Greenhouse gases (GHG) performance of refurbishment projects - Lessons from UK higher education student accommodation case studies
|Title||Greenhouse gases (GHG) performance of refurbishment projects - Lessons from UK higher education student accommodation case studies|
|Publication Type||Journal Article|
|Year of Publication||2017|
|Authors||Lou, ECW, Lee, A, Welfle, A|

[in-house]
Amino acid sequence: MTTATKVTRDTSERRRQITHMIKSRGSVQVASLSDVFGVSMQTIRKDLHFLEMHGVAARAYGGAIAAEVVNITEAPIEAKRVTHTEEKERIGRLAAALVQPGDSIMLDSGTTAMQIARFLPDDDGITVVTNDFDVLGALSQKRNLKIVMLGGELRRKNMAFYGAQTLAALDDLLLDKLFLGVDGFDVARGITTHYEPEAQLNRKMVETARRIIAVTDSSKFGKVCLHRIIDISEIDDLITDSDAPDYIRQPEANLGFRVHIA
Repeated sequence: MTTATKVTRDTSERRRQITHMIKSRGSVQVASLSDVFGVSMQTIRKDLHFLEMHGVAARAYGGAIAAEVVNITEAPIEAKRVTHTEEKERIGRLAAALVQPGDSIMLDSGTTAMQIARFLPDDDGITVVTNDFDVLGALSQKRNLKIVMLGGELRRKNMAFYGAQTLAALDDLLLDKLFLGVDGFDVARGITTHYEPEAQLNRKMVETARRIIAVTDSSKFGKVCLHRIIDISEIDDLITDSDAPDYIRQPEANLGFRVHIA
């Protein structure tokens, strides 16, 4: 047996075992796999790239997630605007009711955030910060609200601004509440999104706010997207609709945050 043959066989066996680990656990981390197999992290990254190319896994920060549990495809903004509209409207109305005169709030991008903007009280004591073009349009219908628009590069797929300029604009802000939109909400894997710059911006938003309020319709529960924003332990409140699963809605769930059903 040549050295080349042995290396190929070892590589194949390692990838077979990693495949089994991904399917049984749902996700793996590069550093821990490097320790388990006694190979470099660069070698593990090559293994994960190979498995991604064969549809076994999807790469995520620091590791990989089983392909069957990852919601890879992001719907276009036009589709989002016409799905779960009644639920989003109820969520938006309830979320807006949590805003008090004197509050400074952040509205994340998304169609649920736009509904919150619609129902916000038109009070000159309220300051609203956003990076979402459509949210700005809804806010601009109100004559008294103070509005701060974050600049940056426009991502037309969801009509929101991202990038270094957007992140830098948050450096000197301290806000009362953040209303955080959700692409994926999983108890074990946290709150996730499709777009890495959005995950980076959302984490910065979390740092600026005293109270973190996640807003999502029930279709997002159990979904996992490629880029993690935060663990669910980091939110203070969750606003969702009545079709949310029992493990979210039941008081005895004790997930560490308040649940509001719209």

The student accommodation sector in now the best-performing asset in the UK and US property markets and this is projected to further accelerate, with building refurbishment of existing student accommodations being the preferred method to satisfy growing demand. However, there are no published research studies on refurbishment projects within the student accommodation sector. Refurbishment is an emergent trend to upgrade existing stock to ensure that buildings meet rising energy efficiency demands. Moreover, it is widely affirmed that greenhouse gases contribute to climate change and notably the built environment is a significant contributor, both through its construction and during its operation and use. This paper demonstrates through a comparative case study approach, how greenhouse gases levels can be effectively measured during refurbishment works. There are multiple metrics used for quantification/assessment of greenhouse gases performance and this paper aims to make well-argued recommendations for their best use. Four student accommodation refurbishment projects are presented to compare and contrast differing emission datasets. The results dictate that project cost and duration cannot alone be used to gauge greenhouse gases emissions; more too, in the instance of student accommodation refurbishment, gross internal floor area and the number of rooms offers a more predictable indicator. It is recommended that refurbishment developers reflect on these recommendations when reporting the primary energy and GHG performance of their refurbishment works. Best practice from this research may be adopted into domestic buildings refurbishment projects. (C) 2017 Elsevier Ltd. All rights reserved.